Soil tests taken after corn emerges can effectively help growers who have already applied manure to determine if they’ll also need to add commercial nitrogen.
That’s according to on-farm research trials led by Iowa State University researchers. A study was published in the January-February 2004 issue of the Agronomy Journal.
It compared the performance of two methods for estimating nitrogen fertilizer needs after the application of manure. One method follows general guidelines based on the estimated difference between amounts of N in the manure and the fertilizer needs of the crop at expected yield levels. The other method is soil testing for nitrate when corn plants are about 6 in. tall.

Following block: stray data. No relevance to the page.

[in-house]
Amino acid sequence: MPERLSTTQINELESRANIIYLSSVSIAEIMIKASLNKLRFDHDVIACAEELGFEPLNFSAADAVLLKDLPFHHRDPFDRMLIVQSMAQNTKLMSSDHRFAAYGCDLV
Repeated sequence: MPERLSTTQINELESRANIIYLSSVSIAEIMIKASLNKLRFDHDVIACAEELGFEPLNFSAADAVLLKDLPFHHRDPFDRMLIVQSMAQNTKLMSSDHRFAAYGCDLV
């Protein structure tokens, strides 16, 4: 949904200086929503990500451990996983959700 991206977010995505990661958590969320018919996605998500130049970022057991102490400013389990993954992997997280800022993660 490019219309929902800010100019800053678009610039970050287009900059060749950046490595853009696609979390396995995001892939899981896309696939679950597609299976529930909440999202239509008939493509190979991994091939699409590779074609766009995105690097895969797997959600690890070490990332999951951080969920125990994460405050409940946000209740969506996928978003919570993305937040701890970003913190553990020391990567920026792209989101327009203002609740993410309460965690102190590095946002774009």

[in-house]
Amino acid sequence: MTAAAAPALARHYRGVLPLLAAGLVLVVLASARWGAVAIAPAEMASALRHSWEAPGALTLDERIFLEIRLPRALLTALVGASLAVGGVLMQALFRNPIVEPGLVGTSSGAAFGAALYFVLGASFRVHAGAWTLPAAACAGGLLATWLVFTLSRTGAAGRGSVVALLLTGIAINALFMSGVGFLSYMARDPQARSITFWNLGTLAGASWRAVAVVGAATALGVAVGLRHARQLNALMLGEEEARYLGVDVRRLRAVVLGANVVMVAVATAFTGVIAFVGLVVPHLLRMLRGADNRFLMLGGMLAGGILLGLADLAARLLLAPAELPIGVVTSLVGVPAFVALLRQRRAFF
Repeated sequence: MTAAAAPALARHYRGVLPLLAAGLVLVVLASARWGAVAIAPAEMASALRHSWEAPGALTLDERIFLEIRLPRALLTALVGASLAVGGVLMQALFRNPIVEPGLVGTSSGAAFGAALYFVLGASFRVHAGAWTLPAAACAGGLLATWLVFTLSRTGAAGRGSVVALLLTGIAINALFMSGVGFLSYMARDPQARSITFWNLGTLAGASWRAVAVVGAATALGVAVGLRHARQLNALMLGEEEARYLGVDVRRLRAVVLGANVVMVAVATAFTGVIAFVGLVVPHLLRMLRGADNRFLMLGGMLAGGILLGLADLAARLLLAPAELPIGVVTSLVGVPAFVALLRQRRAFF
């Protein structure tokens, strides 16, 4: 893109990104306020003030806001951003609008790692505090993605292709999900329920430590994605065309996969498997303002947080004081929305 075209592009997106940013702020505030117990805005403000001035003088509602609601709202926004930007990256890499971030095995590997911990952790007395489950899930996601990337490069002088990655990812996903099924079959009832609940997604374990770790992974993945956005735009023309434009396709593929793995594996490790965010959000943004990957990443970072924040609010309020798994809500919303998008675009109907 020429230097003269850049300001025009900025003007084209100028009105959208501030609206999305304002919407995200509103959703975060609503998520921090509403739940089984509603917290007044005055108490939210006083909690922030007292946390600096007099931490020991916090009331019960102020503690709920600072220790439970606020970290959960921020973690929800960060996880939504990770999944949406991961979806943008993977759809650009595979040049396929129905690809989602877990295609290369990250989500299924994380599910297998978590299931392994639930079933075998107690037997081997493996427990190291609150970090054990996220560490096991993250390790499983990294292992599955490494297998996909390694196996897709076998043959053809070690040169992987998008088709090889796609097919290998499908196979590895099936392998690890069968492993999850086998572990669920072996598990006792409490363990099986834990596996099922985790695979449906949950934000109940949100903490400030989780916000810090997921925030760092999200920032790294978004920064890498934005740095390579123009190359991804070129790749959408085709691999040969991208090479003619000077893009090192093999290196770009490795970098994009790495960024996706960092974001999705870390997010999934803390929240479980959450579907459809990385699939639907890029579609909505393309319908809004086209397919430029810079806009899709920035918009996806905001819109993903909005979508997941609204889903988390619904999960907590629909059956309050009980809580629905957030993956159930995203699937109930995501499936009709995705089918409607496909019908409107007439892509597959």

The methods were compared for their ability to predict corn yield responses to added fertilizer N across 205 on-farm trials in 28 Iowa counties. The soil-testing approach explained five times more of the variability in yield response than did the general-guideline approach.
Alfred Blackmer, the Iowa State agronomist who led the study, says the general-guideline approach cannot predict losses of manure-nitrogen from fields before corn crops start rapid growth in June.
“Farmers who use the soil-testing approach have a way to determine these losses,” Blackmer says. “Soil testing helps them identify management practices that are the most likely to increase their profits while reducing nitrate pollution in surface waters.”